"The reconstruction of Puabi fully adorned provides insights into the fabric that lay beneath the sumptuous ornaments. The queen’s spectacular accessories, though important, have diverted our attention away from the cloth that lay beneath the eye-catching ornaments, which deteriorated (or de-materialized) long ago and so has been mostly invisible to us in the present day."
Articles on textiles, fabric and cloth from materials including jute and silk from the Indus Valley region.
Until Dr. Vermaak's paper (2008), no one had connected the known existence of a Meluhhan village in the Girsu/Lagash area with Guabba; the availability of more texts since the first connections were made by scholars like Asko Parpola allowed him to both locate it more precisely and tease out a number of other references that give us some sense of what these people did and were known for.
Recent work at Harappa by the Harappa Archaeological Research Project shows that a new study of artifacts recovered from the 1999 and 2000 seasons at the site has revealed the presence of silk.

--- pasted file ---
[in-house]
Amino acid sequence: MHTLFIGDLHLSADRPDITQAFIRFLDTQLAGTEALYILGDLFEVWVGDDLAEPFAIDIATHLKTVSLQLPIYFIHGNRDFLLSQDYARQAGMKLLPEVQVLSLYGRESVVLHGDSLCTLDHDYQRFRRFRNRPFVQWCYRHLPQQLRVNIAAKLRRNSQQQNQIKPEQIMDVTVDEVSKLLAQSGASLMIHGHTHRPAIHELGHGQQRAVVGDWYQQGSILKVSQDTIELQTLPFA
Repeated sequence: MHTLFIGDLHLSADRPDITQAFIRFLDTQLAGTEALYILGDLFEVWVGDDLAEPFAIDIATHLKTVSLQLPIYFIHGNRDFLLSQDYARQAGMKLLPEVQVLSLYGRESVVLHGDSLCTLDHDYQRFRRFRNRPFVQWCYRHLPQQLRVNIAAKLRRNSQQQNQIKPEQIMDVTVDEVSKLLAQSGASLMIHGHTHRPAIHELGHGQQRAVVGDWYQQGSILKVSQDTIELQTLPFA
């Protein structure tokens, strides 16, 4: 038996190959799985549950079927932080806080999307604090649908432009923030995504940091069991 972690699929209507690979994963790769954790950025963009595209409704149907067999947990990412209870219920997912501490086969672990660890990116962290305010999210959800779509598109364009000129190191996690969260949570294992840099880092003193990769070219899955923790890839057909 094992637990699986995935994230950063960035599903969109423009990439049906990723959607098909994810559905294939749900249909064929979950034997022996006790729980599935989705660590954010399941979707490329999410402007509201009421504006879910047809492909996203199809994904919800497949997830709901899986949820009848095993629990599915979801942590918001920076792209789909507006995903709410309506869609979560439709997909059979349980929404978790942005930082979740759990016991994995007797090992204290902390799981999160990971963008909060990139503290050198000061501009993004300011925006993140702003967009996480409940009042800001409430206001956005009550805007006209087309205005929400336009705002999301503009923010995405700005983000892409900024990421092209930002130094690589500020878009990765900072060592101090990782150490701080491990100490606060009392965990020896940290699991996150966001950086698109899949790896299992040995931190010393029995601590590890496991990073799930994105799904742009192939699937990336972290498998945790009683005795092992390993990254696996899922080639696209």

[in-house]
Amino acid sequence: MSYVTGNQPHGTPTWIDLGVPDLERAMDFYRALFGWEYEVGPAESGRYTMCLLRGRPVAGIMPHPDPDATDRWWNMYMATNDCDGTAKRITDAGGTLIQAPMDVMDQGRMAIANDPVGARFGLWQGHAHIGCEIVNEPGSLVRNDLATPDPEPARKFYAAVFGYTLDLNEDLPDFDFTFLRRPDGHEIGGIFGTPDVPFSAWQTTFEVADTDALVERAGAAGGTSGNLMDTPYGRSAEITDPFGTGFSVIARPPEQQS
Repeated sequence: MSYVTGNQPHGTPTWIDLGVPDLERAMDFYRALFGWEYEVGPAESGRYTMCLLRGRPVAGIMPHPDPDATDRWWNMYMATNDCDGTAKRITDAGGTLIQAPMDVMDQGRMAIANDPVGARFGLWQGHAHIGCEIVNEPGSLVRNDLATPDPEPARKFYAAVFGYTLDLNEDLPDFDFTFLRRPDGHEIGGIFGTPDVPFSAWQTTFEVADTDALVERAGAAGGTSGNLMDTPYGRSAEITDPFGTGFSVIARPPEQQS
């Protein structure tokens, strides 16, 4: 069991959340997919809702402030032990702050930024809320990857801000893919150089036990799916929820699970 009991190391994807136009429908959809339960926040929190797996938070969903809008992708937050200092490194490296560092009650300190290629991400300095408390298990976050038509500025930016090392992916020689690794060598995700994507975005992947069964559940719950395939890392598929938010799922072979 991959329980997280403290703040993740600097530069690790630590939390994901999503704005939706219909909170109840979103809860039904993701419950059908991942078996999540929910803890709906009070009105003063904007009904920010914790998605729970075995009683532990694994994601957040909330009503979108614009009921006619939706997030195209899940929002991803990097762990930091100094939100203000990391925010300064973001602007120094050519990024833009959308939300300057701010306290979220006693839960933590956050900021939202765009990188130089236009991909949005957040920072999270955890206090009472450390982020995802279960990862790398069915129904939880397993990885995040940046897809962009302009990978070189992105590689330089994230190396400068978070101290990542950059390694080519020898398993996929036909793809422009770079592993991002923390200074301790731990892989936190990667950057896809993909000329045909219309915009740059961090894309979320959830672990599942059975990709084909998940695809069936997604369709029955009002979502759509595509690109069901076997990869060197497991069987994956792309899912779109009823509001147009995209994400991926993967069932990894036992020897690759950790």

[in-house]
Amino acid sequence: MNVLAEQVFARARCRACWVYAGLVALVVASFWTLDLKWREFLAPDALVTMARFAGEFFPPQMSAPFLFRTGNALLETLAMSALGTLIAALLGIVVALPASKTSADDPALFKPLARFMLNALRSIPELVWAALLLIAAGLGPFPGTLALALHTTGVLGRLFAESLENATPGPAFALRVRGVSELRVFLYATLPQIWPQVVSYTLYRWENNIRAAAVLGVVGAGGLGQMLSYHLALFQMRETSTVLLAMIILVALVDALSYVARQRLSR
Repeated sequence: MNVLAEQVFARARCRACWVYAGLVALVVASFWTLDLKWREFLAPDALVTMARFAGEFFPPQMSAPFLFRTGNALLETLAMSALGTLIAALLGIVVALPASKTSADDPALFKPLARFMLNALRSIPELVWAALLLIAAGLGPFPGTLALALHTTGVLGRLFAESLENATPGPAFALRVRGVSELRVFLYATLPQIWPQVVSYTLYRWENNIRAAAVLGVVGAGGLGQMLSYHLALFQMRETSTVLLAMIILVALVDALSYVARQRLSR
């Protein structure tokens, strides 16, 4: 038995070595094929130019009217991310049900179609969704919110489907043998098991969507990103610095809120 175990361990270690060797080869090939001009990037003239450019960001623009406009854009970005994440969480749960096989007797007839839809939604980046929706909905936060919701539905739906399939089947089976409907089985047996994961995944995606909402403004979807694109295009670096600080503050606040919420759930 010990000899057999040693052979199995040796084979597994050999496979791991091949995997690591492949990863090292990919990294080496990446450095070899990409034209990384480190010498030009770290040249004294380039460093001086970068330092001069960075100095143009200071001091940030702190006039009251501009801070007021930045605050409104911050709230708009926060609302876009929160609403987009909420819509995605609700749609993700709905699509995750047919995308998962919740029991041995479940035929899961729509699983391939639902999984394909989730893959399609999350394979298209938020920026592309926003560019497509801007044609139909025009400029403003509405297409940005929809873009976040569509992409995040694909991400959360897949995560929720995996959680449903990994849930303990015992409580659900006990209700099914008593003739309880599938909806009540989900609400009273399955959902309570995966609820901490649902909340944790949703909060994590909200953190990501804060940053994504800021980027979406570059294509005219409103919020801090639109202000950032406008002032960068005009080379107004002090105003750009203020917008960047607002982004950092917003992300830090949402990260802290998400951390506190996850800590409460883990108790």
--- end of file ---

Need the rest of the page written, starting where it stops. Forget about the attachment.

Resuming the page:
A brief overview of the major cultural traditions of the Indus region is presented along with a discussion of the current state of research on the most ancient textiles used by ancient peoples of this region.
This article is a great example of the investigative work that is required when archaeological evidence and its analysis face mysterious disappearances.
Mehrgarh is the gift that keeps on giving to archaeologists, this time as the location with the oldest known cotton in the Indian subcontinent. Pushing back the origin of major crops, like rice recently, or silk previously, suggests that while some agricultural practices may have spread east to the Indus valley, others, like rice and perhaps cotton and crops that could rotate with other crops may have spread westwards from the Indus region.